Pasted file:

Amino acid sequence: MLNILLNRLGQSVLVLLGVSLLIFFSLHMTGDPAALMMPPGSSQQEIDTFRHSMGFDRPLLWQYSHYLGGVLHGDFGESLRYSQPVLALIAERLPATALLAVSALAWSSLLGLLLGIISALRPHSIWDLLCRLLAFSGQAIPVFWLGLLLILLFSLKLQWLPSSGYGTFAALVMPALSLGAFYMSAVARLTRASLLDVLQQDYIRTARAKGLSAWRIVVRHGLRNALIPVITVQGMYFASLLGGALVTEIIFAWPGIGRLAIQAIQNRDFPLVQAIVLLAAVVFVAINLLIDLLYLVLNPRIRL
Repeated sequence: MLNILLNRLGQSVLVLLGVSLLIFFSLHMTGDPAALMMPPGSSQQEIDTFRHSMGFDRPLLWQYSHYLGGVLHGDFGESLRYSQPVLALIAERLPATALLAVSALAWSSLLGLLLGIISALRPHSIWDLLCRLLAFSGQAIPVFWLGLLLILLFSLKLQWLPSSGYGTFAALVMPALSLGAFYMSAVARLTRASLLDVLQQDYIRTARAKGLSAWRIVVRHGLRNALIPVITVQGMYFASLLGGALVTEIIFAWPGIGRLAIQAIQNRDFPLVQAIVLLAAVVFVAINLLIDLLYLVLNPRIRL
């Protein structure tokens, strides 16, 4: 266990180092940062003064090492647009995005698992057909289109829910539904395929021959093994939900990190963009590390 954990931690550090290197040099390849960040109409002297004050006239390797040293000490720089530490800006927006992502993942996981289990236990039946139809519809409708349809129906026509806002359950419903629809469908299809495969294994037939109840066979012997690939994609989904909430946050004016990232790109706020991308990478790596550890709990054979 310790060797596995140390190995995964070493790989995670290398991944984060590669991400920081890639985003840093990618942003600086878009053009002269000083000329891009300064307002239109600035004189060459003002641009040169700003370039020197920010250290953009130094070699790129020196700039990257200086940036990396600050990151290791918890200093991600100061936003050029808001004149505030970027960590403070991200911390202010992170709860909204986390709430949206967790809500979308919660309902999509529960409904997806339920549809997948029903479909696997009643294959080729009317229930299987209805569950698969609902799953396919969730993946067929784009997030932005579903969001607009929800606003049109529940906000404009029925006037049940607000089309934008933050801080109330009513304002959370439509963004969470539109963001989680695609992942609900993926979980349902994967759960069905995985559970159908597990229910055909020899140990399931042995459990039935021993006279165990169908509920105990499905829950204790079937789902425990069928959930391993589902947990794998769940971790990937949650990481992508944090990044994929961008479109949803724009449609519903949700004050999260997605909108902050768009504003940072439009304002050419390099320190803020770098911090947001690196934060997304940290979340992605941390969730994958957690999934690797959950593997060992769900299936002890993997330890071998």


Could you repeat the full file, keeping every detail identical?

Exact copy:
Amino acid sequence: MLNILLNRLGQSVLVLLGVSLLIFFSLHMTGDPAALMMPPGSSQQEIDTFRHSMGFDRPLLWQYSHYLGGVLHGDFGESLRYSQPVLALIAERLPATALLAVSALAWSSLLGLLLGIISALRPHSIWDLLCRLLAFSGQAIPVFWLGLLLILLFSLKLQWLPSSGYGTFAALVMPALSLGAFYMSAVARLTRASLLDVLQQDYIRTARAKGLSAWRIVVRHGLRNALIPVITVQGMYFASLLGGALVTEIIFAWPGIGRLAIQAIQNRDFPLVQAIVLLAAVVFVAINLLIDLLYLVLNPRIRL
Repeated sequence: MLNILLNRLGQSVLVLLGVSLLIFFSLHMTGDPAALMMPPGSSQQEIDTFRHSMGFDRPLLWQYSHYLGGVLHGDFGESLRYSQPVLALIAERLPATALLAVSALAWSSLLGLLLGIISALRPHSIWDLLCRLLAFSGQAIPVFWLGLLLILLFSLKLQWLPSSGYGTFAALVMPALSLGAFYMSAVARLTRASLLDVLQQDYIRTARAKGLSAWRIVVRHGLRNALIPVITVQGMYFASLLGGALVTEIIFAWPGIGRLAIQAIQNRDFPLVQAIVLLAAVVFVAINLLIDLLYLVLNPRIRL
């Protein structure tokens, strides 16, 4: 266990180092940062003064090492647009995005698992057909289109829910539904395929021959093994939900990190963009590390 954990931690550090290197040099390849960040109409002297004050006239390797040293000490720089530490800006927006992502993942996981289990236990039946139809519809409708349809129906026509806002359950419903629809469908299809495969294994037939109840066979012997690939994609989904909430946050004016990232790109706020991308990478790596550890709990054979 310790060797596995140390190995995964070493790989995670290398991944984060590669991400920081890639985003840093990618942003600086878009053009002269000083000329891009300064307002239109600035004189060459003002641009040169700003370039020197920010250290953009130094070699790129020196700039990257200086940036990396600050990151290791918890200093991600100061936003050029808001004149505030970027960590403070991200911390202010992170709860909204986390709430949206967790809500979308919660309902999509529960409904997806339920549809997948029903479909696997009643294959080729009317229930299987209805569950698969609902799953396919969730993946067929784009997030932005579903969001607009929800606003049109529940906000404009029925006037049940607000089309934008933050801080109330009513304002959370439509963004969470539109963001989680695609992942609900993926979980349902994967759960069905995985559970159908597990229910055909020899140990399931042995459990039935021993006279165990169908509920105990499905829950204790079937789902425990069928959930391993589902947990794998769940971790990937949650990481992508944090990044994929961008479109949803724009449609519903949700004050999260997605909108902050768009504003940072439009304002050419390099320190803020770098911090947001690196934060997304940290979340992605941390969730994958957690999934690797959950593997060992769900299936002890993997330890071998």